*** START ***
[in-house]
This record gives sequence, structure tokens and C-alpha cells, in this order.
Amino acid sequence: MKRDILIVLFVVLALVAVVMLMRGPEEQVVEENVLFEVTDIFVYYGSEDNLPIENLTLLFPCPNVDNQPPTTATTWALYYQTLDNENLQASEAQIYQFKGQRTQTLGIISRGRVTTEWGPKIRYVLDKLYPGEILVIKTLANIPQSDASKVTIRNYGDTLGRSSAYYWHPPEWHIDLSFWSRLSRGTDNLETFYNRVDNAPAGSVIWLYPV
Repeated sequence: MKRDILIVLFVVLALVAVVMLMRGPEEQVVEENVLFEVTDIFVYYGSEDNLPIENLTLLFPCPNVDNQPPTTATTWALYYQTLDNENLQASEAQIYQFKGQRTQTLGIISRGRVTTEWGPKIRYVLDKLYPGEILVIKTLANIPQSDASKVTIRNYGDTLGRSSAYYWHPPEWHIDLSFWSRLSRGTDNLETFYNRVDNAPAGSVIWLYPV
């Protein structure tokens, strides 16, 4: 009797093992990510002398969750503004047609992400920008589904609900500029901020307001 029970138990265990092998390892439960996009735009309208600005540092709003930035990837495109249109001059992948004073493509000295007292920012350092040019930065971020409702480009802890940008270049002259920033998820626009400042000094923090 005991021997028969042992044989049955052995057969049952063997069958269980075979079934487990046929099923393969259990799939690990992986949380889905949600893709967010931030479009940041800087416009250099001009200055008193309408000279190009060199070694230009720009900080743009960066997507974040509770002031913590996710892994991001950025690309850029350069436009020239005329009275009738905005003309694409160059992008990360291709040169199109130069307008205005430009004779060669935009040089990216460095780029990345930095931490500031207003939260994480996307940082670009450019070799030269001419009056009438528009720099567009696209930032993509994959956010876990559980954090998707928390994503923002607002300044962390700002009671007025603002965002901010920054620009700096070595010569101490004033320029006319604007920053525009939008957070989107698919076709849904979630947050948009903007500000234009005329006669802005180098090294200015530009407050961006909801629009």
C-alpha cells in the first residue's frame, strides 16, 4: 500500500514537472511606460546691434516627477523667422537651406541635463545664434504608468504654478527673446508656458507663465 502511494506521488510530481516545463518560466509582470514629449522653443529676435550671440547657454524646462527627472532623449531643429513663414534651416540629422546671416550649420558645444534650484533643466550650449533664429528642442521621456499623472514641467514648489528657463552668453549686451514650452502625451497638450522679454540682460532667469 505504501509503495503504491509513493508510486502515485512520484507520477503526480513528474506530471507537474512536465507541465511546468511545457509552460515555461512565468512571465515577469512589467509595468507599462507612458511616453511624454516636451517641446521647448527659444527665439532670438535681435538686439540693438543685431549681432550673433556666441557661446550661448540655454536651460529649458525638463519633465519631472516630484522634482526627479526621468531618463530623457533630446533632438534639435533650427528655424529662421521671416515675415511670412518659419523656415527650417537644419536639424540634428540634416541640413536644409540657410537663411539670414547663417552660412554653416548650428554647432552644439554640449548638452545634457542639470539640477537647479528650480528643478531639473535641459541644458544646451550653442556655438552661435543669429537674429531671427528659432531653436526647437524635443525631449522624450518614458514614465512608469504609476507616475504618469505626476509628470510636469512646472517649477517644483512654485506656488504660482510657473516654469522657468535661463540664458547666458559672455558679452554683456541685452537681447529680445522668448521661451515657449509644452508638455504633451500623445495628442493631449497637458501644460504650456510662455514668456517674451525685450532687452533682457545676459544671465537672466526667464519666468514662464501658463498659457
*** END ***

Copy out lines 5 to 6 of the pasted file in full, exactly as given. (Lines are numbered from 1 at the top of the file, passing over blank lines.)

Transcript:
């Protein structure tokens, strides 16, 4: 009797093992990510002398969750503004047609992400920008589904609900500029901020307001 029970138990265990092998390892439960996009735009309208600005540092709003930035990837495109249109001059992948004073493509000295007292920012350092040019930065971020409702480009802890940008270049002259920033998820626009400042000094923090 005991021997028969042992044989049955052995057969049952063997069958269980075979079934487990046929099923393969259990799939690990992986949380889905949600893709967010931030479009940041800087416009250099001009200055008193309408000279190009060199070694230009720009900080743009960066997507974040509770002031913590996710892994991001950025690309850029350069436009020239005329009275009738905005003309694409160059992008990360291709040169199109130069307008205005430009004779060669935009040089990216460095780029990345930095931490500031207003939260994480996307940082670009450019070799030269001419009056009438528009720099567009696209930032993509994959956010876990559980954090998707928390994503923002607002300044962390700002009671007025603002965002901010920054620009700096070595010569101490004033320029006319604007920053525009939008957070989107698919076709849904979630947050948009903007500000234009005329006669802005180098090294200015530009407050961006909801629009």
C-alpha cells in the first residue's frame, strides 16, 4: 500500500514537472511606460546691434516627477523667422537651406541635463545664434504608468504654478527673446508656458507663465 502511494506521488510530481516545463518560466509582470514629449522653443529676435550671440547657454524646462527627472532623449531643429513663414534651416540629422546671416550649420558645444534650484533643466550650449533664429528642442521621456499623472514641467514648489528657463552668453549686451514650452502625451497638450522679454540682460532667469 505504501509503495503504491509513493508510486502515485512520484507520477503526480513528474506530471507537474512536465507541465511546468511545457509552460515555461512565468512571465515577469512589467509595468507599462507612458511616453511624454516636451517641446521647448527659444527665439532670438535681435538686439540693438543685431549681432550673433556666441557661446550661448540655454536651460529649458525638463519633465519631472516630484522634482526627479526621468531618463530623457533630446533632438534639435533650427528655424529662421521671416515675415511670412518659419523656415527650417537644419536639424540634428540634416541640413536644409540657410537663411539670414547663417552660412554653416548650428554647432552644439554640449548638452545634457542639470539640477537647479528650480528643478531639473535641459541644458544646451550653442556655438552661435543669429537674429531671427528659432531653436526647437524635443525631449522624450518614458514614465512608469504609476507616475504618469505626476509628470510636469512646472517649477517644483512654485506656488504660482510657473516654469522657468535661463540664458547666458559672455558679452554683456541685452537681447529680445522668448521661451515657449509644452508638455504633451500623445495628442493631449497637458501644460504650456510662455514668456517674451525685450532687452533682457545676459544671465537672466526667464519666468514662464501658463498659457